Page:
In this instructional video, project management expert Devin Deen discusses the major phases that a project moves through along its lifecycle.
In Review: The Typical Phases in Project Management
Devin explored the four basic parts to every project, Initiation, Planning, Execution and Closing. Here are some notes to take away on what a project manager is responsible for at each phase:
- Meet with Future Stakeholders (gather data for documents)
- Creating core documents (business case (or project charter), feasibility studies, rough budget and resources plan)
- Meet with Leadership (present business case, advocate for funding, gain approval)
While not every project manager will be responsible for developing the business case/project charter (often those are done at a more senior level), gathering vital project data like budget numbers and developing documentation to support the project charter is typically expected.
- Create schedule
- Assign resources
- Create breakdown of tasks
- Set up project in planning tool
- Monitor project daily
- Manage risk
- Manage communications
- Report on progress
- Close out contracts
- Hand off deliverables
- Archive documents
The length of each phase is dependent on the overall scope of the project, of course. And you will want to account for each phase when planning the project at the start. To learn more about the phases in project planning, check out this free ebook by Jason Westland, Step by Step Project Planning.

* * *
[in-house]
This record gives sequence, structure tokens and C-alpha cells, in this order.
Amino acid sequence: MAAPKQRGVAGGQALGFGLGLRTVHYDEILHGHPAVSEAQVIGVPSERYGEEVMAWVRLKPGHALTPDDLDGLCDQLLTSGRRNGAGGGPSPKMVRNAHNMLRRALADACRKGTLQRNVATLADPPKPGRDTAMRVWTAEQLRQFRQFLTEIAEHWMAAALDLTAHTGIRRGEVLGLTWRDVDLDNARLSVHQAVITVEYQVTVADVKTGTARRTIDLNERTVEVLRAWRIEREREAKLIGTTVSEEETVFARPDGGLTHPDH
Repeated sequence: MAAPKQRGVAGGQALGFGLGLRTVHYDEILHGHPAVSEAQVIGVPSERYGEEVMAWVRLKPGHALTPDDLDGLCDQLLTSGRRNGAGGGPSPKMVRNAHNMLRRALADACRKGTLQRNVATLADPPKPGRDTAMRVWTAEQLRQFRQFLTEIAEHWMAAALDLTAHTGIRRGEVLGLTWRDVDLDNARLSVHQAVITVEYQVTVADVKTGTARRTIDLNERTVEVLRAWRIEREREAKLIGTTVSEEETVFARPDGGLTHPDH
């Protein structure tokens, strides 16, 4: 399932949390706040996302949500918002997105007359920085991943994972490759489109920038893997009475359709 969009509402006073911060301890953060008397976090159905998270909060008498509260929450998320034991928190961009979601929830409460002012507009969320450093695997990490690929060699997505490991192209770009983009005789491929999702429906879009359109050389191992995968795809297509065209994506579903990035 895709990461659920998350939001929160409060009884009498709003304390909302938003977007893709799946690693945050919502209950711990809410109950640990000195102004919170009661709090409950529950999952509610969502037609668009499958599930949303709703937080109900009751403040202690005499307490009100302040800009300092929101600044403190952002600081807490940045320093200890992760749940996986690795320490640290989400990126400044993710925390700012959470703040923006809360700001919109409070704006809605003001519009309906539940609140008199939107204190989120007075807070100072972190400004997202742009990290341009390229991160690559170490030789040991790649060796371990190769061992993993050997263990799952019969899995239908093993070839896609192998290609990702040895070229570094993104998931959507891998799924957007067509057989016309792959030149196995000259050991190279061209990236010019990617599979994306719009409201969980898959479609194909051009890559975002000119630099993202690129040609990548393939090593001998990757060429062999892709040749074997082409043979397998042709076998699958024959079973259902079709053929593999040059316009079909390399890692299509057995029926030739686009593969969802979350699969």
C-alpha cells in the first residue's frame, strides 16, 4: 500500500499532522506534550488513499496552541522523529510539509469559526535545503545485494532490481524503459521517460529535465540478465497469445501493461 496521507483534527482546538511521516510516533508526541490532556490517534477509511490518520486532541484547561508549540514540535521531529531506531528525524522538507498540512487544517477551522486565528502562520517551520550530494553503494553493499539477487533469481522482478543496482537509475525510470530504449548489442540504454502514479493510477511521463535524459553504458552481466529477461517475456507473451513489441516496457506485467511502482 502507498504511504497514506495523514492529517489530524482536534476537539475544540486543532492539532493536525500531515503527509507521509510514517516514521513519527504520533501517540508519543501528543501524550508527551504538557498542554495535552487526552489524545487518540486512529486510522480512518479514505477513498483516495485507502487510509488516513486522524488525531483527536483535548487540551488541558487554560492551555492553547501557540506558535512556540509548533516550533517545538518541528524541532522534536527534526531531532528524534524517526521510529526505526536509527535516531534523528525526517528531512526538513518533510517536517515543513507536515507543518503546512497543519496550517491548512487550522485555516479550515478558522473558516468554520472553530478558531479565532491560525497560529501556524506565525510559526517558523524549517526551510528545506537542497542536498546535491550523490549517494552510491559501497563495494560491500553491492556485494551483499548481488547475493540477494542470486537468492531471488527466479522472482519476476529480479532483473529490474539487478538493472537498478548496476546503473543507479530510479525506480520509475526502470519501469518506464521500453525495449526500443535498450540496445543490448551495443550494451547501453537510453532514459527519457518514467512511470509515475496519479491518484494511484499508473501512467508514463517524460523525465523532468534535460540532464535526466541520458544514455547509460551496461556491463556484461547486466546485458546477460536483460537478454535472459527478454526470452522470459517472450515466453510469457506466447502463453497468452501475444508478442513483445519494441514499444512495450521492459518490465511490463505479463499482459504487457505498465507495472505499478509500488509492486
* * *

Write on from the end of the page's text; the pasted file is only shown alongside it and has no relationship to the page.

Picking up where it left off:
Thanks for watching!
Hi, thank you for joining us for today’s whiteboard session. Today’s topic is around planning of typical project phases. Now, there are four basic phases in every project, and every phase of every project. Those are: initiation, planning, execution and closing. I’d like to go over these in a little bit of detail, show you their relationship, and maybe give you a sense of the level of activity that we can expect in each of these phases of the project, or the sub-phases of each of the projects.
First off is initiation. When you’re starting a project off, even before you’ve assembled the team, you’ve go to get the business case together and the feasibility study. You’re talking to the board or the stakeholders to try and convince them that this actual project is going to have sufficient return on investment to invest in the dollars, as well as the mindshare and the human capital to execute that project. You’re gathering the forces and getting the ideas together, and basically starting at the very early days around a project budget, the type of skills you need on the project, and once again, that return on investment of what the project is going to do for the business.
The next phase that we actually go into is the planning phase. Now, after the board or the stakeholders approve your business case and award your level of funding, you then go into a little bit more detailed planning. In the planning phase you’re doing things like your typical schedule, your resource plan, a more firm budget and a cash flow plan for that project, as well as looking at the type of skills that you’re going to need on that project team and starting to go and interview the people on that team.